Indeed, God brought upon His people the worst punishment ever—exile from their own Land.
Although a remnant remained in the Land, the Jewish People were scattered to the four corners of the earth where they have been persecuted in the nations.
“I will scatter you among the nations and will draw out My sword and pursue you. Your land will be laid waste, and your cities will lie in ruins.” (Leviticus 26:33)
While the Jewish People remained in exile, the Land itself was given the rest that people denied it when they inhabited it.
Despite the excruciating description of severe punishments and terrible calamities that would come on Israel for her disobedience, God ends with a word of comfort and consolation:
“Yet in spite of this, when they are in the land of their enemies, I will not reject them, nor will I so abhor them as to destroy them, breaking My covenant with them; for I am the LORD their God.
“But I will remember for them the covenant with their ancestors, whom I brought out of the land of Egypt in the sight of the nations, that I might be their God. I am the LORD.” (Leviticus 26:44–45)
God’s love for His people is not based on the fickleness of human emotion; it is based on the bedrock of covenant.
Although the covenant blessings promised to the Israelites when they came out of Egypt came with specific if / then conditions, the Abrahamic Covenant upon which came without conditions.
For evidence of the reliability of the Bible and the faithfulness of God, we need look no further than the establishment of the modern-day state of Israel, the restoration of the land to amazing fruitfulness, and the drawing of His people home to the Promised Land from the four corners of the globe.
Trusting in God
“Cursed is the one who trusts in man, who draws strength from mere flesh and whose heart turns away from the LORD.” (Jeremiah 17:5)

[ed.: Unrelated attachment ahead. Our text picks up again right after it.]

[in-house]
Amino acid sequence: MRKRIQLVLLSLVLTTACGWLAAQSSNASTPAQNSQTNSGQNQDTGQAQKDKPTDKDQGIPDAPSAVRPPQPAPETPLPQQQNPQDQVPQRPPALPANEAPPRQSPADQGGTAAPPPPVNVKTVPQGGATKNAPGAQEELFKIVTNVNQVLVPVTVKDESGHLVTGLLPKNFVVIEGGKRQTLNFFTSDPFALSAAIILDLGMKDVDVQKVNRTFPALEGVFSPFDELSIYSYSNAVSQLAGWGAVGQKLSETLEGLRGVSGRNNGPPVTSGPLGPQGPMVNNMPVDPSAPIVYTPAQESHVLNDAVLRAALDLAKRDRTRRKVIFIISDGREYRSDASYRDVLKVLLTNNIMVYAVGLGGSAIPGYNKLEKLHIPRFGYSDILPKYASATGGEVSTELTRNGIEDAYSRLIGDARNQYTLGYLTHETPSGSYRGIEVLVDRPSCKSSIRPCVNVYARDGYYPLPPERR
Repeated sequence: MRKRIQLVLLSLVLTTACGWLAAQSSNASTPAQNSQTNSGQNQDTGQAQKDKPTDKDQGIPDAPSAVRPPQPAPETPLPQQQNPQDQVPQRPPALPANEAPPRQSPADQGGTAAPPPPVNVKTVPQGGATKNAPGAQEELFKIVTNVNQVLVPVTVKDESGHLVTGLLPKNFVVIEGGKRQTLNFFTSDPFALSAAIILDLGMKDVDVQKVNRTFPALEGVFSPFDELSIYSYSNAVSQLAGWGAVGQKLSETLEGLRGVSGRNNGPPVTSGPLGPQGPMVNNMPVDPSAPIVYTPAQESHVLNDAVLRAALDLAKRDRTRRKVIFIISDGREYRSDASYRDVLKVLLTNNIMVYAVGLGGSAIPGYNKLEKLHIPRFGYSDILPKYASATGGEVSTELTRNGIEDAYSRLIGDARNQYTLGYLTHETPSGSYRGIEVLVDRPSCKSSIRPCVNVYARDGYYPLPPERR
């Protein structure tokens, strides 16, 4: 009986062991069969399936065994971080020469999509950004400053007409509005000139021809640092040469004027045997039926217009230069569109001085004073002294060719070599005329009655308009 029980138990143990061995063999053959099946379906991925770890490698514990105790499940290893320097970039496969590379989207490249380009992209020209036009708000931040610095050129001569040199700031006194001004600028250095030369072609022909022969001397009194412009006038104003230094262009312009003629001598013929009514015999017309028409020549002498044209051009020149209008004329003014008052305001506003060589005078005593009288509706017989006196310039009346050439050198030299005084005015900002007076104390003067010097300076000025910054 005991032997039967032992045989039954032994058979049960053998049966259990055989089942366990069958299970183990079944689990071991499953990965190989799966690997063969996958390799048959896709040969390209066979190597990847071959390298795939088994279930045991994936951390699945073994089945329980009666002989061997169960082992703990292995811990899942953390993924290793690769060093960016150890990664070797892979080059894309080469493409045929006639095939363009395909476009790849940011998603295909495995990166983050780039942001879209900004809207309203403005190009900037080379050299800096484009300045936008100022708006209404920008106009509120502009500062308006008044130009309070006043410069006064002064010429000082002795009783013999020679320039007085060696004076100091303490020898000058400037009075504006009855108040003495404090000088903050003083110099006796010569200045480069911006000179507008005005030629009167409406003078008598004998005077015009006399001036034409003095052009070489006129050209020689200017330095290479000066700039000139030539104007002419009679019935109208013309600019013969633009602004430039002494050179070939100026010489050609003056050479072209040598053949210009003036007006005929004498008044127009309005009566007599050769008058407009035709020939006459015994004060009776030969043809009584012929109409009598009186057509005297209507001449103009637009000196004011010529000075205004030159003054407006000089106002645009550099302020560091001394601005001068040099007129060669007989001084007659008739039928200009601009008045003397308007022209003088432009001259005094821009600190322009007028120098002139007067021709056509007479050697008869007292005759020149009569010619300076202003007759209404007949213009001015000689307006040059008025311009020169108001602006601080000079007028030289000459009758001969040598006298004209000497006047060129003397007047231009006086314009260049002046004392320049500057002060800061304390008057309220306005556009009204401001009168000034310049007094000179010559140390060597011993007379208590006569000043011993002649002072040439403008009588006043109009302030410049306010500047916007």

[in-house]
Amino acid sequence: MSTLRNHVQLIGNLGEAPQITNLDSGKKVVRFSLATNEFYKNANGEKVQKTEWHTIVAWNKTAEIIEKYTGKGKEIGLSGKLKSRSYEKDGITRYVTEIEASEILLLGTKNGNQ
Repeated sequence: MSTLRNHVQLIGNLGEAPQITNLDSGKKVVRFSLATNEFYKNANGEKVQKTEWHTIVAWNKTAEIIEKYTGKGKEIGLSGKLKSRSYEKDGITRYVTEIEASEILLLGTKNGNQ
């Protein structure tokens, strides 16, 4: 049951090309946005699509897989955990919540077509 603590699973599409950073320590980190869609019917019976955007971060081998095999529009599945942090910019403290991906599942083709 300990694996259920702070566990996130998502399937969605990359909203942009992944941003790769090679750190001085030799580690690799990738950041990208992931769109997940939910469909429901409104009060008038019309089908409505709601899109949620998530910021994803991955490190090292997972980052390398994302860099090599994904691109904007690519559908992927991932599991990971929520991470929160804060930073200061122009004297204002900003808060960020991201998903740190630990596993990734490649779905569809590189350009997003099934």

The prophetic portion of Bechukotai follows the theme of the blessings associated with walking with God in a covenantal relationship and the curses associated with walking away from Him.
In this portion, the prophet Jeremiah rebukes the people of Israel for idolatry and faithlessness, telling them that they will go into exile.
But the Haftarah section ends with a note of anticipation when Jeremiah shows his trust in the Hope of Israel by praying, “Heal me, O Lord, and I shall be healed; save me, and I shall be saved, for you are my praise.” (Jeremiah 17:14)
Elsewhere in Jeremiah, God promises through this prophet a New Covenant (Brit Chadashah), in which the law of God would be written on the heart.
“The days are coming,” declares the LORD, “when I will make a new covenant (Brit Chadashah) with the people of Israel and with the people of Judah. It will not be like the covenant I made with their ancestors when I took them by the hand to lead them out of Egypt, because they broke My covenant, though I was a husband to them.” (Jeremiah 31:31–32)
This New Covenant was sealed in the blood of Yeshua the Messiah when he died on the Roman execution stake.
On the Passover, less than a day before His death, Yeshua held up the Cup of Redemption and said, “This cup is the new covenant in My blood, which is poured out for you.” (Luke 22:20)
Under the strength of this covenant, our sins are forgiven and remembered no more. (Isaiah 43:25)
But does this new-found freedom in Messiah give us a license to sin, forsaking the standards set forth in God’s law? The Jewish Rabbi Sha’ul (Apostle Paul) answers this question with a resounding chas v’chalilah! (God forbid!)
“What shall we say, then? Shall we go on sinning so that grace may increase? By no means! We died to sin; how can we live in it any longer?” (Romans 6:1–2)
While Yeshua has paid the price for our sins and the resulting curse of the law, and we can abide in God’s love through faith, the New Covenant in no way nullifies our call to walk in holiness.
He has set us free from slavery to sin and we need no longer serve that evil master, suffering the curses of the law.
Neither do we need to serve God out of fear of punishment; rather, we are now free to enjoy the relationship promised in this Torah portion. He walks among us, and we are His people who serve Him out of love, devotion, and gratitude for all He has done for us.
The apostle Paul wrote in the book of Romans that there is nothing—absolutely nothing—which can separate us from the love of God that is in Messiah Yeshua.
Now that is truly the good news!
“For I am convinced that neither death, nor life, nor angels, nor principalities, nor things present, nor things to come, nor powers, nor height, nor depth, nor any other created thing, will be able to separate us from the love of God, which is in Messiah Yeshua Adoneinu (our Lord).” (Romans 8:38–39)